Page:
Growing up in St. Louis, Howard showed that baseball was not his his only strength. He played football, ran track and made all-state in basketball.
In 1947, after Jackie Robinson broke the color barrier and debuted in the Major Leagues, there was hope that Howard would be able to make the jump from the negro Tandy League. He was encouraged to attend an open try-out for the St. Louis Cardinals and would be turned away. In fact, the St. Louis Cardinals was not have a black player until 1954 with Tom Alston.
As he was now 18, and being actively recruited by three of the top ten universities (Illinois, Michigan and Michigan State) for football and track, his mom has hopes of him being a doctor.
Instead, in 1948, the Kansas City Monarchs negotiated a professional contract with her for $500 a month.
In 1950, he was sold to the New York Yankees for $25,000 and in 1955 became the first African American to play for the Yankees. Over his 14 season career, Howard was a 9-time All-Star, 2-time Gold Glove winner, and in 1963 was the American League Most Valuable Player. He also played in 10 World Series.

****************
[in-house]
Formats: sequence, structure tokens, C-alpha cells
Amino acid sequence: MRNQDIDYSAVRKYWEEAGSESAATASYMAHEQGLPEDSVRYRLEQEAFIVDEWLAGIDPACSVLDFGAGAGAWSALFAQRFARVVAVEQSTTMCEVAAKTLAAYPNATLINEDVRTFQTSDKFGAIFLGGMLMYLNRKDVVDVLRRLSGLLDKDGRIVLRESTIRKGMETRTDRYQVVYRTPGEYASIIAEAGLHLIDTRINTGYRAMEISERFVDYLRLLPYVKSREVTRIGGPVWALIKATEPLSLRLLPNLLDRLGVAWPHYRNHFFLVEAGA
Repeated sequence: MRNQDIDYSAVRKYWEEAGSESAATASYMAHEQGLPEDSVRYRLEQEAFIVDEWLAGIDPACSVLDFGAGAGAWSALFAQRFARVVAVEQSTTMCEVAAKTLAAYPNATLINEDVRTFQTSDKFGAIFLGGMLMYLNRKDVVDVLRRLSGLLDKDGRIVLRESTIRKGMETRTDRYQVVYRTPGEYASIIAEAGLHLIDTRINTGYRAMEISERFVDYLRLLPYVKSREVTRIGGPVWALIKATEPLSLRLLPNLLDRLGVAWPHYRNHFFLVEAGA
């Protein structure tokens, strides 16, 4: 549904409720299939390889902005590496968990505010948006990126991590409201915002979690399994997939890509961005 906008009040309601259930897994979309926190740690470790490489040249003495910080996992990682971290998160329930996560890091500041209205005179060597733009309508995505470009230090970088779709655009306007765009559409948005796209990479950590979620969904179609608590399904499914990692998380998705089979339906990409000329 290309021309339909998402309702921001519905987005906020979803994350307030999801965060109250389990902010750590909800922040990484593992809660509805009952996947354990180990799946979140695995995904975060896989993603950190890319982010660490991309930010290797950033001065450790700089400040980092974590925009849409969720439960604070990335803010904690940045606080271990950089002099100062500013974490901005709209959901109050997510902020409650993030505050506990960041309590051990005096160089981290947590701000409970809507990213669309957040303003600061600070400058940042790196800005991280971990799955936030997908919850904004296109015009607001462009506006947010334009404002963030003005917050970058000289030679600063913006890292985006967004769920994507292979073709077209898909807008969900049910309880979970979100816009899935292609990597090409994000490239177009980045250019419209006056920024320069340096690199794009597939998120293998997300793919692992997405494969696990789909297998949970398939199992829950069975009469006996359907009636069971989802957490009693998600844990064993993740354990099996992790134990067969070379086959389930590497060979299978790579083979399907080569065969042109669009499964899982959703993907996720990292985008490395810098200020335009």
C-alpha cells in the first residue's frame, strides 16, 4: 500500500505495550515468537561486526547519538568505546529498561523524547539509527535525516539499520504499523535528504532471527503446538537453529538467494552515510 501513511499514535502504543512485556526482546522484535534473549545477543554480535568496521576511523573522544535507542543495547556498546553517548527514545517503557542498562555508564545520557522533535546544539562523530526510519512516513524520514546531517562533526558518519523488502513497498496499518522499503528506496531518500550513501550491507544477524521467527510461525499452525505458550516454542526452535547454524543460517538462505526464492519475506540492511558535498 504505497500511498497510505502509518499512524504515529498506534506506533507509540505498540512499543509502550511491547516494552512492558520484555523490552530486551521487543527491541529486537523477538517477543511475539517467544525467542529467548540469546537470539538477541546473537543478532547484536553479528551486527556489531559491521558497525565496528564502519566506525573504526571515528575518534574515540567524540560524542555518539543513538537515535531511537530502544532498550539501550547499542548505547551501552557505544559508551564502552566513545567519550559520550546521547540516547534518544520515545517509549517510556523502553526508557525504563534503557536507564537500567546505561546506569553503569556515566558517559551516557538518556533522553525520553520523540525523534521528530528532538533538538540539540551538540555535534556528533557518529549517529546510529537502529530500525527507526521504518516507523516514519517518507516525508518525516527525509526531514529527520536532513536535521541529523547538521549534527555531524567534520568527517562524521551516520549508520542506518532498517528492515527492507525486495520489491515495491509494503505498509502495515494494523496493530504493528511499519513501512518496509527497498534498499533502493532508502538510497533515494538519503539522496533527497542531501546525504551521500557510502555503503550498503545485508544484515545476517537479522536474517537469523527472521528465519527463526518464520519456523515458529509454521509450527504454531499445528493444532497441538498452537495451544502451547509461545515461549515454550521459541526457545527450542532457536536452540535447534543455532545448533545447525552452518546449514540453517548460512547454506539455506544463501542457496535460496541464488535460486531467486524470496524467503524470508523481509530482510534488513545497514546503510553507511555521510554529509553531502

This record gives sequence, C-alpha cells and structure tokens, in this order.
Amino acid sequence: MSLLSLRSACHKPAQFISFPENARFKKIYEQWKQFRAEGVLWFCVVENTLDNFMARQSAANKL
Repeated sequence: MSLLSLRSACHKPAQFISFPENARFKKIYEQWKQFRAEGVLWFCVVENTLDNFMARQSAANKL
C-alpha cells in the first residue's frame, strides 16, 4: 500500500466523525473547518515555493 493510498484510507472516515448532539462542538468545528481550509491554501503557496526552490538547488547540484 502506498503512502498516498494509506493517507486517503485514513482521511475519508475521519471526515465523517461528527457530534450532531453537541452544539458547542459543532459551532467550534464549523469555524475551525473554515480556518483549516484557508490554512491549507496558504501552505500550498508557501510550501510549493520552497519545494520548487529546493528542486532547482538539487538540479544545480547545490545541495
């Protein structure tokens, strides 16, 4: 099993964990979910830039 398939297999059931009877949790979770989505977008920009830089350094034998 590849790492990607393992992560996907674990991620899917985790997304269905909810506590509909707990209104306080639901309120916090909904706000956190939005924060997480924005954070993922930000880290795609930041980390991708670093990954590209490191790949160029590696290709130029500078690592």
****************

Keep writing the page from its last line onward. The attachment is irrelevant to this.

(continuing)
After his retirement in 1968, he served as a First base coach for the Yankees from 1969 to 1979. In 1980, after being diagnosed with myocarditis in which the muscles of his heart were being attacked by the coxsakie virus, he no longer had the strength for on field coaching and took an administrative postion from 1980 to his death on December 14, 1980. In 1984, the Yankees retired Howard’s uniform number and dedicated a plaque in his honor. His biography, “Elston and Me: The Story of the First Black Yankee,” was published in 2001.